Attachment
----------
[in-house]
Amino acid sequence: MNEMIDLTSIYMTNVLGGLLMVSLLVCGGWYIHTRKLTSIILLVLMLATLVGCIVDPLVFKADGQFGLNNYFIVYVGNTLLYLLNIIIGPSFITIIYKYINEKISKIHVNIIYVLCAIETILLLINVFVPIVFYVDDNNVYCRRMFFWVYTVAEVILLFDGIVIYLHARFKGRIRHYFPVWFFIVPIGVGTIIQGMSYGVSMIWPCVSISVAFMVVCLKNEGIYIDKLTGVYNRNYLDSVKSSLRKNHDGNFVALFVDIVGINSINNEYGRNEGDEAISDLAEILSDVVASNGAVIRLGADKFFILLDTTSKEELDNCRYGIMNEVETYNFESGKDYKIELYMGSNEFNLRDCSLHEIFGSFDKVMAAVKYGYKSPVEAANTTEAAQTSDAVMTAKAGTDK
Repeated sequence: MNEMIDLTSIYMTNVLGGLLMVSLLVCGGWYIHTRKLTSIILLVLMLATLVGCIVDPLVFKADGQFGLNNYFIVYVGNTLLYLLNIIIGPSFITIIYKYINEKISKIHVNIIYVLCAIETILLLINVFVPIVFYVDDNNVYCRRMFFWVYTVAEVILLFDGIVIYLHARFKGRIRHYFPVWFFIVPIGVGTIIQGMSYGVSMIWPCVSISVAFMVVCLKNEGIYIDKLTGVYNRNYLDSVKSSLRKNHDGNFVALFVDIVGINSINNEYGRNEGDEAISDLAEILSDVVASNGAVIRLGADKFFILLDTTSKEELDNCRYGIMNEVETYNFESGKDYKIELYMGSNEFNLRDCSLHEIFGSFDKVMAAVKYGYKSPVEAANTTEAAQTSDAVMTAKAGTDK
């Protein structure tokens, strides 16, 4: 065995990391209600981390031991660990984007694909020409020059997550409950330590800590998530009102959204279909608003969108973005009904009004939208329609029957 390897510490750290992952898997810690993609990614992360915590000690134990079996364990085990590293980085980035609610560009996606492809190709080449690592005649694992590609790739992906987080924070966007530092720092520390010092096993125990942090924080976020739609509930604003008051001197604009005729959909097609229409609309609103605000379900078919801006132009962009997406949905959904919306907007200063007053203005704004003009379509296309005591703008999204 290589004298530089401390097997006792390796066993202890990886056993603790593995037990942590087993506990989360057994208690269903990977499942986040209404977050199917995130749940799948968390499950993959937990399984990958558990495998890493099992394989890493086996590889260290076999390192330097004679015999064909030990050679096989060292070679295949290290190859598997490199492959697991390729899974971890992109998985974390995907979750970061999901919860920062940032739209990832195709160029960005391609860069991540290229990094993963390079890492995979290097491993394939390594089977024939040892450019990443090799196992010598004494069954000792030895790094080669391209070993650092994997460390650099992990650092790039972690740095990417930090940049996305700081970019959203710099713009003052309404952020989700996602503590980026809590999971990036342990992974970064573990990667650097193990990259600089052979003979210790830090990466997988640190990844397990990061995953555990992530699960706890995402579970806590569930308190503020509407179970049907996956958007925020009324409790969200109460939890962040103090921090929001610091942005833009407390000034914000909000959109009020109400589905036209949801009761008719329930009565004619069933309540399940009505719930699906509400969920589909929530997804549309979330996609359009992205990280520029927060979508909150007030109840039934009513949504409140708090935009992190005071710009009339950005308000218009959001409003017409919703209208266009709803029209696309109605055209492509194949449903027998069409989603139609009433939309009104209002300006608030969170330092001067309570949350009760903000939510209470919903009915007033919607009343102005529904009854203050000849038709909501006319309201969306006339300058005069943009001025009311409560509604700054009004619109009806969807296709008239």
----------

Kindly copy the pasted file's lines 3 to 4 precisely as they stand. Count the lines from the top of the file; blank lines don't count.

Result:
Repeated sequence: MNEMIDLTSIYMTNVLGGLLMVSLLVCGGWYIHTRKLTSIILLVLMLATLVGCIVDPLVFKADGQFGLNNYFIVYVGNTLLYLLNIIIGPSFITIIYKYINEKISKIHVNIIYVLCAIETILLLINVFVPIVFYVDDNNVYCRRMFFWVYTVAEVILLFDGIVIYLHARFKGRIRHYFPVWFFIVPIGVGTIIQGMSYGVSMIWPCVSISVAFMVVCLKNEGIYIDKLTGVYNRNYLDSVKSSLRKNHDGNFVALFVDIVGINSINNEYGRNEGDEAISDLAEILSDVVASNGAVIRLGADKFFILLDTTSKEELDNCRYGIMNEVETYNFESGKDYKIELYMGSNEFNLRDCSLHEIFGSFDKVMAAVKYGYKSPVEAANTTEAAQTSDAVMTAKAGTDK
């Protein structure tokens, strides 16, 4: 065995990391209600981390031991660990984007694909020409020059997550409950330590800590998530009102959204279909608003969108973005009904009004939208329609029957 390897510490750290992952898997810690993609990614992360915590000690134990079996364990085990590293980085980035609610560009996606492809190709080449690592005649694992590609790739992906987080924070966007530092720092520390010092096993125990942090924080976020739609509930604003008051001197604009005729959909097609229409609309609103605000379900078919801006132009962009997406949905959904919306907007200063007053203005704004003009379509296309005591703008999204 290589004298530089401390097997006792390796066993202890990886056993603790593995037990942590087993506990989360057994208690269903990977499942986040209404977050199917995130749940799948968390499950993959937990399984990958558990495998890493099992394989890493086996590889260290076999390192330097004679015999064909030990050679096989060292070679295949290290190859598997490199492959697991390729899974971890992109998985974390995907979750970061999901919860920062940032739209990832195709160029960005391609860069991540290229990094993963390079890492995979290097491993394939390594089977024939040892450019990443090799196992010598004494069954000792030895790094080669391209070993650092994997460390650099992990650092790039972690740095990417930090940049996305700081970019959203710099713009003052309404952020989700996602503590980026809590999971990036342990992974970064573990990667650097193990990259600089052979003979210790830090990466997988640190990844397990990061995953555990992530699960706890995402579970806590569930308190503020509407179970049907996956958007925020009324409790969200109460939890962040103090921090929001610091942005833009407390000034914000909000959109009020109400589905036209949801009761008719329930009565004619069933309540399940009505719930699906509400969920589909929530997804549309979330996609359009992205990280520029927060979508909150007030109840039934009513949504409140708090935009992190005071710009009339950005308000218009959001409003017409919703209208266009709803029209696309109605055209492509194949449903027998069409989603139609009433939309009104209002300006608030969170330092001067309570949350009760903000939510209470919903009915007033919607009343102005529904009854203050000849038709909501006319309201969306006339300058005069943009001025009311409560509604700054009004619109009806969807296709008239």